The Supreme Court yesterday overturned a landmark ruling from last year granting parental control through joint custody of a biological father of an illegitimate child.
Last year, High Court Judge Happious Zhou, who led the case of Frank Buyanga and her friend Chantellle Muteswa, stated that the common law rule, which gives guardianship and sole custody of a mother born out of wedlock, complies with the new constitution and therefore invalid.
The judgment therefore granted Buyanga joint custody of his underage son after a long legal battle.
However, Muteswa appealed to the Supreme Court yesterday, which ruled that Judge Zhou made his decision without considering whether joint custody is in the child’s best interests.
Courageous attorney, Advocate Choice Damiso, said in an interview with The Herald yesterday: “Chantelle was successful. Her appeal was upheld by the Supreme Court.
“The court ruled that Judge (Justice) Happious Zhou made a mistake in granting joint custody without conducting an investigation to determine whether or not the joint custody was in the best interests of the child.”
However, the verdict came at a time when the mother does not know where the child in question is and plans to return to the High Court to compel Buyanga to release the child.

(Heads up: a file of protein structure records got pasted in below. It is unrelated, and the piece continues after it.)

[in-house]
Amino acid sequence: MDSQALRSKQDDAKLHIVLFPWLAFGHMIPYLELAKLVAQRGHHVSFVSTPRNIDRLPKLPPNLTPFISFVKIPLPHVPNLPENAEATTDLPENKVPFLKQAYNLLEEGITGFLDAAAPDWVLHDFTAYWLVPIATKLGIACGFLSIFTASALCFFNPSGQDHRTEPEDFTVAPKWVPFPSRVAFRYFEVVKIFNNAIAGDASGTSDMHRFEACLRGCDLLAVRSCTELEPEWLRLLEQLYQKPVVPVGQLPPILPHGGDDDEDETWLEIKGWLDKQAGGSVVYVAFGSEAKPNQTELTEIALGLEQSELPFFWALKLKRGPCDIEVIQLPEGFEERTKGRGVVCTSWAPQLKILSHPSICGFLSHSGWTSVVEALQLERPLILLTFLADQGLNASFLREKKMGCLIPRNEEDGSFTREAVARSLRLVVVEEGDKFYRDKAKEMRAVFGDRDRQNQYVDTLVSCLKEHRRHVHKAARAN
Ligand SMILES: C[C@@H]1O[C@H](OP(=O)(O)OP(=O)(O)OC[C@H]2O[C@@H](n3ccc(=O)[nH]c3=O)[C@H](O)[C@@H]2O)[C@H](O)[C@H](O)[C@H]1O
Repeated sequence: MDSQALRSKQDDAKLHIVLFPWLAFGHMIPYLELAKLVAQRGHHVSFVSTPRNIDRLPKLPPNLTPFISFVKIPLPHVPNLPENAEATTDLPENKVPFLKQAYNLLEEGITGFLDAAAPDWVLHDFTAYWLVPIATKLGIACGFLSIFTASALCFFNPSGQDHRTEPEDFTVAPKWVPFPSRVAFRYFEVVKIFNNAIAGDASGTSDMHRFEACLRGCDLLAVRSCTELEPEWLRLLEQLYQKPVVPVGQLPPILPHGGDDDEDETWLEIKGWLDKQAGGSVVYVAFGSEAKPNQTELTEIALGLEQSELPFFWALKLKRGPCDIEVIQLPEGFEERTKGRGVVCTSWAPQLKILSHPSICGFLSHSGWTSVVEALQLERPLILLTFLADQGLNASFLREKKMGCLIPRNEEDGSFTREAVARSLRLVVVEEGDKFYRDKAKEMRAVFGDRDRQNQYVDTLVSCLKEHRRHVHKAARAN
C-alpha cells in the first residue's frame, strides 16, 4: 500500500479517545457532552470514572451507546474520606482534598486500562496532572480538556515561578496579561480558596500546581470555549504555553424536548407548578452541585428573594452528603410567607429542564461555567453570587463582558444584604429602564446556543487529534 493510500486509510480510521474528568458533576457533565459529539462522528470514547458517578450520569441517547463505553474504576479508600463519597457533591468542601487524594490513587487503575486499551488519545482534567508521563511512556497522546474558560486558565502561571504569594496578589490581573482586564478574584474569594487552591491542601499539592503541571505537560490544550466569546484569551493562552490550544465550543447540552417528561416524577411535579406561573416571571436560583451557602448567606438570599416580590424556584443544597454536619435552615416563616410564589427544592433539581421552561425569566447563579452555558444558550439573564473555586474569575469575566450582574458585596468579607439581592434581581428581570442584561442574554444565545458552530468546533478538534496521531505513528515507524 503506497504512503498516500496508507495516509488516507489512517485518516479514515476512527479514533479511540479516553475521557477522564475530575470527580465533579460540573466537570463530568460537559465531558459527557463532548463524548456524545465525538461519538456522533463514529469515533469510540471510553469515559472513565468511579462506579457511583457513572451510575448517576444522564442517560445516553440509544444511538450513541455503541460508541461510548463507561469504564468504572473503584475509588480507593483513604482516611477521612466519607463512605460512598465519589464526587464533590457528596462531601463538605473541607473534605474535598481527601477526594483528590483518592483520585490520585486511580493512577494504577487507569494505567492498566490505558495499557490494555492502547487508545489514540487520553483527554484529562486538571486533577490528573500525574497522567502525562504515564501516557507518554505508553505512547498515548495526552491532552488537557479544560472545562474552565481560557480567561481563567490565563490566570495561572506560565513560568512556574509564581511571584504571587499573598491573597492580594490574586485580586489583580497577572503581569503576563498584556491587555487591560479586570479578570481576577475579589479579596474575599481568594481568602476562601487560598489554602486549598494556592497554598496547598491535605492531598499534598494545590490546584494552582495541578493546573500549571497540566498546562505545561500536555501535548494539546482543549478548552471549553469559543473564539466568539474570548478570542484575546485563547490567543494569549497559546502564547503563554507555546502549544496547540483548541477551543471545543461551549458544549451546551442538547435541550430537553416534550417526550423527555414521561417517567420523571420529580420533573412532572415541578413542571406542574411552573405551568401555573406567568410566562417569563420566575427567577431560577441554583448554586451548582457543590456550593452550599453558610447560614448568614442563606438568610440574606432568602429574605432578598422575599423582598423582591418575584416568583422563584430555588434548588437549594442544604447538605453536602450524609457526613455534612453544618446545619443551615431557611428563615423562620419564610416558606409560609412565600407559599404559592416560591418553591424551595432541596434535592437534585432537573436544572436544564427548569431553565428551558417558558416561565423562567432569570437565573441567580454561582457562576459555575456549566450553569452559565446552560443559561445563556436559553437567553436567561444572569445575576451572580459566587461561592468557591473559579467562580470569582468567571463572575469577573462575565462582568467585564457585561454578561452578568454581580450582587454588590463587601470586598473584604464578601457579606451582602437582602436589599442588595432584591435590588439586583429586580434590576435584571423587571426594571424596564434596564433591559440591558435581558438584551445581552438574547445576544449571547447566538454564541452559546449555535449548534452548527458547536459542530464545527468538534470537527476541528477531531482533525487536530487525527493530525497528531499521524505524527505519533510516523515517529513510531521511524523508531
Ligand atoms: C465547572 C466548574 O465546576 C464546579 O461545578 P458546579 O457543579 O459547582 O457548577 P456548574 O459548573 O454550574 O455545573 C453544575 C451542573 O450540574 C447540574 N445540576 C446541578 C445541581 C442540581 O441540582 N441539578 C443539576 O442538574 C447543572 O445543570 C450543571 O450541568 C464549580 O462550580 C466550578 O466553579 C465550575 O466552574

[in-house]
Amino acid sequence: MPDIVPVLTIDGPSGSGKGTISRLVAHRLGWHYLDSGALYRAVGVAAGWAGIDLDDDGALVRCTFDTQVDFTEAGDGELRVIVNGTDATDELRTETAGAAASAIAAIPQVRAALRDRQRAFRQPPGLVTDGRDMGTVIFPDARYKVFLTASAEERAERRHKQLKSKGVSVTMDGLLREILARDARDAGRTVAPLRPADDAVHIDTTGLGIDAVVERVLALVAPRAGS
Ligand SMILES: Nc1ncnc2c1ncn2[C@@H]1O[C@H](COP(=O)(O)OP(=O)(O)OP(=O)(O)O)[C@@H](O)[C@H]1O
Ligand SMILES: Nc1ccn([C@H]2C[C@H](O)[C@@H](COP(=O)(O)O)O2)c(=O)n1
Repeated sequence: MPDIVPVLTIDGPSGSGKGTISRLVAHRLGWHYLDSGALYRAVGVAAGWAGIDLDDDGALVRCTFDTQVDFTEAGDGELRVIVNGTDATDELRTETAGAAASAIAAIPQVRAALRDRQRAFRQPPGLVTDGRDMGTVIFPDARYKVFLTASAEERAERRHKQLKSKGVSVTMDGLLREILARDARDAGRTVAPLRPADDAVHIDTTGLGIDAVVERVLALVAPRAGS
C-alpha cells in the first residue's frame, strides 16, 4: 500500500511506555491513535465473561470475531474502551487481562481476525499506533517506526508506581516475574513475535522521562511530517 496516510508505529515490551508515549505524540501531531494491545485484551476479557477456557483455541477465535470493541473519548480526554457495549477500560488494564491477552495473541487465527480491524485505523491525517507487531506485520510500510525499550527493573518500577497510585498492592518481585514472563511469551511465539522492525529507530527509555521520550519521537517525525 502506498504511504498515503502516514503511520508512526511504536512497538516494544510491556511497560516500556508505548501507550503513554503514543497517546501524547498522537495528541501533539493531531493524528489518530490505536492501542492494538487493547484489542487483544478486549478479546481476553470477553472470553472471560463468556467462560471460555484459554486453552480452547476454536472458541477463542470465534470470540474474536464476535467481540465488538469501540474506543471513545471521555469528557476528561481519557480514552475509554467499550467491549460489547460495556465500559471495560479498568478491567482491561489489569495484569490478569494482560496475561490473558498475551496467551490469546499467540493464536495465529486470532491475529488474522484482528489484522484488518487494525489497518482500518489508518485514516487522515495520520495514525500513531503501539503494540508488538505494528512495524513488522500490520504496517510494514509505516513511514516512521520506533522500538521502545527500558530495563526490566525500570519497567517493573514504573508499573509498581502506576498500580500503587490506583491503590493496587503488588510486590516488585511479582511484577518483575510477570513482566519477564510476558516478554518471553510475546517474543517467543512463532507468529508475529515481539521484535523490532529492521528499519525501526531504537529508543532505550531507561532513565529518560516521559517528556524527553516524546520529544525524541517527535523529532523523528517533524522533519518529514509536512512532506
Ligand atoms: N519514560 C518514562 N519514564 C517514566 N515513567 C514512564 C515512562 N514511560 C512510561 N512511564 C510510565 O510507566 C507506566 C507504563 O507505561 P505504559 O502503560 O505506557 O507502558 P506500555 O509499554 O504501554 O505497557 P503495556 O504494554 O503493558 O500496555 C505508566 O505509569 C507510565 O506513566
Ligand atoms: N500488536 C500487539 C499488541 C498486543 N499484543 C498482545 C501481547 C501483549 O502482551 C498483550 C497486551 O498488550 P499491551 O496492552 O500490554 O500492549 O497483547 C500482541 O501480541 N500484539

Muteswas lawyers believe the child may have been taken out of the country.
“Apparently the father took the child away from Zimbabwe illegally. I understand that Muteswa’s other lawyers, Munyaradzi Bwanya, are working to force the father to return the child.
“I came because of the limited time to hear your case in the SC (Supreme Court) so I cannot speak on the way forward,” said Adv Damiso.
Last year, Muteswa had denied in the High Court that joint custody and guardianship with Buyanga was in the best interests of the child.
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She also questioned the sustainability of the transfer of custody or guardianship rights for the child and further denied that the customary law on custody and guardianship for a child out of wedlock is incompatible with Section 19 (1) and Section 19 (2)) as read with Section 81 of the Constitution and further denied that Section 56 (3) was violated by existing customary law.
But the High Court ruled as follows; “The applicant and the defendant must, within 30 days of this order, arrange for the underage child to be interviewed by a government social worker appointed by the Registrar of this court, whereupon the appointed social worker prepares a report recommending how the parties practice exercise joint custody without disrupting the child’s social life.
“This report, along with these minutes, must be submitted to a judge of this court within 30 days of submission to the Registrar so that a final order can be made on the conditions of joint custody in relation to the work of the social worker, these costs will be shared equally by Applicant and defendant borne. “
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